Hot off the Press: New Treasury Guidance on ARPA Funding

The US Department of the Treasury today released a revised Frequently Asked Questions document that provides clarification on eligible expenses and reporting requirements for the Coronavirus State and Local Fiscal Recovery Fund (Recovery Fund).

As previously reported on Conduit Street, the Recovery Fund, authorized under the American Rescue Plan Act, is providing $65.1 billion in direct, flexible aid to every county in America, as well as other crucial investments in local communities.

Specifically, the revised FAQ document addresses the following key items:

  • Costs of consultants: Recovery Funds CAN be used to cover the costs of consultants to assist with managing and administering the funds.
  • Public jobs programs: Recovery Funds CAN be used to establish public jobs programs (i.e. subsidized employment, combined education and on-the-job training, job training to accelerate rehiring or address negative economic impacts, childcare assistance, or assistance with transportation to and from a job site or interview).
  • Revenue loss and audited financial data: If a county does not have audited data readily available when calculating its revenue loss, it is not required to obtain audited data.
  • Revenue loss and Census data: When calculating general revenue, counties should use their own data sources and do NOT need to rely on published revenue data from the Census Bureau.
  • Revenue loss on cash basis/accrual basis: When determining revenue loss, counties may provide data on a cash, accrual, or modified accrual basis, so long as the county is consistent in their choice of methodology throughout the covered period and until reporting is no longer required.
  • Flexibility for costs incurred by March 3, 2021: The FAQ document states that the IFR permits funds can be used to cover costs incurred beginning on March 3, 2021. However, this limitation applies to costs incurred by a county government receiving Recovery Funds. Therefore, counties can use Recovery Funds to provide assistance to households, businesses, and individuals (within eligible categories) PRIOR TO March 3, 2021. For example:
    • Public health/negative economic impact: Counties may use Recovery Funds to provide assistance to households, such as rent, mortgage, or utility assistance, incurred by the household prior to March 3, 2021 (I.e. rental arrears from preceding months), provided that the cost of providing this assistance to households was NOT incurred by the county PRIOR TO March 3, 2021
    • Premium pay: Counties may provide premium pay retrospectively for work performed at any time since the start of the COVID-19 public health emergency (I.e. January 27, 2020.
    • Revenue loss: The calculation of lost revenue begins with the recipient’s revenue in the last full fiscal year prior to the COVID-19 public health emergency (I.e. January 27, 2020) and included the 12-month period ending December 31, 2020. Use of these revenue recoupment funds for government services MUST be forward-looking for costs incurred by the recipient after March 3, 2021.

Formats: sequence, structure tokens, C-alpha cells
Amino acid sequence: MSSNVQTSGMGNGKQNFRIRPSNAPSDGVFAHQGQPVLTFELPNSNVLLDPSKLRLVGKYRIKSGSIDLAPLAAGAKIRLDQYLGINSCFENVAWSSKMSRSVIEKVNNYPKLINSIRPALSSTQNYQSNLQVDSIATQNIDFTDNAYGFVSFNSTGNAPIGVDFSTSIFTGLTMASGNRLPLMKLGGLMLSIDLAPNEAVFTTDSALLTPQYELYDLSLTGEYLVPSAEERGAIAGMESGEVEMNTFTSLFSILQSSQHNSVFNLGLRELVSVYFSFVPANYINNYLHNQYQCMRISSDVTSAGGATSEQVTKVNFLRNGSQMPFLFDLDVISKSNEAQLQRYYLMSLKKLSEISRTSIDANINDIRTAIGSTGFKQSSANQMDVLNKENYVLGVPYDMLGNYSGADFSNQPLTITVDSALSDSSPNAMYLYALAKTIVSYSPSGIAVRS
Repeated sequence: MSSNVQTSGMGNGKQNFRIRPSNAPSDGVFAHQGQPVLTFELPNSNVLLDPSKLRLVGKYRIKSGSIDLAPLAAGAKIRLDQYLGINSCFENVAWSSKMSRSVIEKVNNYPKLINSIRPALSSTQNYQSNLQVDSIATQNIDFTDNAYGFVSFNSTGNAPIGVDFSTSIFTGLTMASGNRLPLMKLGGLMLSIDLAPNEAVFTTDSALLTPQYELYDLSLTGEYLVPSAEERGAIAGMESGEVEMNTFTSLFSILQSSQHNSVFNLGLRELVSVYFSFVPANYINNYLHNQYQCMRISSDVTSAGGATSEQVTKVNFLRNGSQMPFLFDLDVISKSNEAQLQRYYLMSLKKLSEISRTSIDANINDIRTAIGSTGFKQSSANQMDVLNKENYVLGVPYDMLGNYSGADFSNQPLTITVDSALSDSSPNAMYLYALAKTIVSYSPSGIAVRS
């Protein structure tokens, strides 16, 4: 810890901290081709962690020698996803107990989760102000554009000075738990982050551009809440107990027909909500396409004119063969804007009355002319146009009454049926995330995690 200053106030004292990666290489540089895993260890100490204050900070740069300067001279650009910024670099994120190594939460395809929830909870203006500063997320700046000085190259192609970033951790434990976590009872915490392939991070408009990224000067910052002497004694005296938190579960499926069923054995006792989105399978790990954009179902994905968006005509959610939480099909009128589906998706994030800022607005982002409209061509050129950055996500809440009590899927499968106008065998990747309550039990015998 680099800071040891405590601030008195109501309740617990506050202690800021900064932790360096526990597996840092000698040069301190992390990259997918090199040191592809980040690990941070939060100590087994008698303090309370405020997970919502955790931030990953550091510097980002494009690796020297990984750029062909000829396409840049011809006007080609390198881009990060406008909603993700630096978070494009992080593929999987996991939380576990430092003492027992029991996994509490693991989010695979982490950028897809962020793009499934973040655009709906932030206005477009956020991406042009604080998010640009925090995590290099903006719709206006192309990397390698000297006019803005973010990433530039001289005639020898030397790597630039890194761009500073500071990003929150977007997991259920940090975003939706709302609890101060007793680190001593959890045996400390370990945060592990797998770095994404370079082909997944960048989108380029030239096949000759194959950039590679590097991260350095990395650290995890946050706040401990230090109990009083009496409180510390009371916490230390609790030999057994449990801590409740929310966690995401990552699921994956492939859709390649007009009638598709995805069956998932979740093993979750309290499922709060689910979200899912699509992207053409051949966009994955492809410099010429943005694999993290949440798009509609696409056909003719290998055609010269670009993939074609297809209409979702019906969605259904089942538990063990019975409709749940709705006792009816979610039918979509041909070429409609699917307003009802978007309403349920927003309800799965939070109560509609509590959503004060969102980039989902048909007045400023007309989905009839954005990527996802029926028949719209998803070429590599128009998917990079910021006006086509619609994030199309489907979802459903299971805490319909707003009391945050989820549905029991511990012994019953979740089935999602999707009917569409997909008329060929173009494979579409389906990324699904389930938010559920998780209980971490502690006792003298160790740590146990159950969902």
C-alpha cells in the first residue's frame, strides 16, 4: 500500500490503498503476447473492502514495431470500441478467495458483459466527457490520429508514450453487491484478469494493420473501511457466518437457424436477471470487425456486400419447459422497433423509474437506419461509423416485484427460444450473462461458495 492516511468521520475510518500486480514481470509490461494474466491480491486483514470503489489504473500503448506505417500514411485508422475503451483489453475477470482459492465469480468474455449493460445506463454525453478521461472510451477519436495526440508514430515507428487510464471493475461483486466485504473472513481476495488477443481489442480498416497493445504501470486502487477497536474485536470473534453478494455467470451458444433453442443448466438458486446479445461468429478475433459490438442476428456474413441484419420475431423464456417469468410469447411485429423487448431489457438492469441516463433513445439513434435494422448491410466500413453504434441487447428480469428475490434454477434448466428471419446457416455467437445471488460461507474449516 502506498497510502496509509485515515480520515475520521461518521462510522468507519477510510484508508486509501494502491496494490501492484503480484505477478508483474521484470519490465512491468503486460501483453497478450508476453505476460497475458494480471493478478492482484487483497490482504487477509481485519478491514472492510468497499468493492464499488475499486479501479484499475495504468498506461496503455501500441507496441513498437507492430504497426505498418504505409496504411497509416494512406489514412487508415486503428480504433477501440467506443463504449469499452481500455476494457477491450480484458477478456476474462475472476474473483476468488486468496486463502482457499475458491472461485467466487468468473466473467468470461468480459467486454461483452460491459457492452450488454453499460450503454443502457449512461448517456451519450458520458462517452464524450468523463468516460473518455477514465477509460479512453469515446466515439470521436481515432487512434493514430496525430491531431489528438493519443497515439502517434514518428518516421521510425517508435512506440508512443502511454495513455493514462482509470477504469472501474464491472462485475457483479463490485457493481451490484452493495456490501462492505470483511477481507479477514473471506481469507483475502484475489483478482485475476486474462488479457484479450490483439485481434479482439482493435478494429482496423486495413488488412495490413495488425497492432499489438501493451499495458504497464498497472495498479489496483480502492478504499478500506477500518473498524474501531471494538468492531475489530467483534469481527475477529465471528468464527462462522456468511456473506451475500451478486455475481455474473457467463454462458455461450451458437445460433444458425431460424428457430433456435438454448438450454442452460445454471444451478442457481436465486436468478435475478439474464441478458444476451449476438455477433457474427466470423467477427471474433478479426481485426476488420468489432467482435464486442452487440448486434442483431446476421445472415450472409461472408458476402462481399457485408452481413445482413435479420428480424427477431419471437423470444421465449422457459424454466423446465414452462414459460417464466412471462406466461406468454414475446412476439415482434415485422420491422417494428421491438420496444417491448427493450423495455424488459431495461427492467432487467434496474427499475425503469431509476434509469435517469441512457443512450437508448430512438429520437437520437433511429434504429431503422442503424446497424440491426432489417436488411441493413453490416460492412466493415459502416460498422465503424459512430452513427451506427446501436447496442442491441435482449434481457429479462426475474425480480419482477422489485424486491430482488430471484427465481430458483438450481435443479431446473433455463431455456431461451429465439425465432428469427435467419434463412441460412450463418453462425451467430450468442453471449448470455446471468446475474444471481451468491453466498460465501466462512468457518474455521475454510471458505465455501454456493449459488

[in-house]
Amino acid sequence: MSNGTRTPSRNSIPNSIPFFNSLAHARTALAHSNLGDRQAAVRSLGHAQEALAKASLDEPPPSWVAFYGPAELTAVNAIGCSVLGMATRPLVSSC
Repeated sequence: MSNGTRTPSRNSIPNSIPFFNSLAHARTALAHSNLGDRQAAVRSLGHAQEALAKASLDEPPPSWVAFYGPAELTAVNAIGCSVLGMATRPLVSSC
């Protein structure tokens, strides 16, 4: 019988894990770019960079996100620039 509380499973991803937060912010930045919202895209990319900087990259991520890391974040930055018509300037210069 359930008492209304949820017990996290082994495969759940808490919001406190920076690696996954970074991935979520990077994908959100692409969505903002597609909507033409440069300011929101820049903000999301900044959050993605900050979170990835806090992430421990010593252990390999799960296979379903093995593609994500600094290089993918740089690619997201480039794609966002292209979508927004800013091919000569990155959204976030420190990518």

• Investments in water, sewer, and broadband: Counties may use Recovery Funds to cover costs incurred for eligible water, sewer, and broadband projects planned or started prior to March 3, 2021, provided that the project costs covered by the Recovery Fund were incurred AFTER March 3, 2021.
  • New CFDA number for the Recovery Fund: Treasury has updated the Recovery Fund’s CFDA number to 21.027 (it previously had the same number as the CARES Act Coronavirus Relief Fund – 21.019). If your county has already received funds or captured the initial CFDA number in your records, you should update your systems and reporting to reflect the final CFDA number for the Recovery Fund – 21.027. Counties must use the final CFDA number for all financial accounting, audits, subawards, and associated program reporting requirements.
  • Water and sewer project eligibility: Counties do not need approval from Treasury to determine whether an investment in water, sewer, or broadband projects is eligible under the Recovery Fund. A county should make its own determination that a project meets the eligibility criteria outlined in the IFR. However, when determining which projects to invest in, counties should familiarize themselves with other federal or state laws or regulations that may apply to construction projects independent of the Recovery Fund’s funding condition and that may require pre-approval.

According to the National Association of Counties (NACo):

Although Treasury has stated the agency will release additional FAQs in the coming weeks, NACo strongly suggests counties submit comments for the record in response to Treasury’s Interim Final Rule on the Fiscal Recovery Fund to ensure the county voice is reflected in the public comments when it comes time to finalize the rule. The deadline to submit comments is July 16, 2021.

To read NACo’s FAQs on the Recovery Fund, click here.

To read NACo’s analysis of Treasury’s Interim Final Rule, click here.

Visit the NACo website for more information.

Close Menu
%d bloggers like this: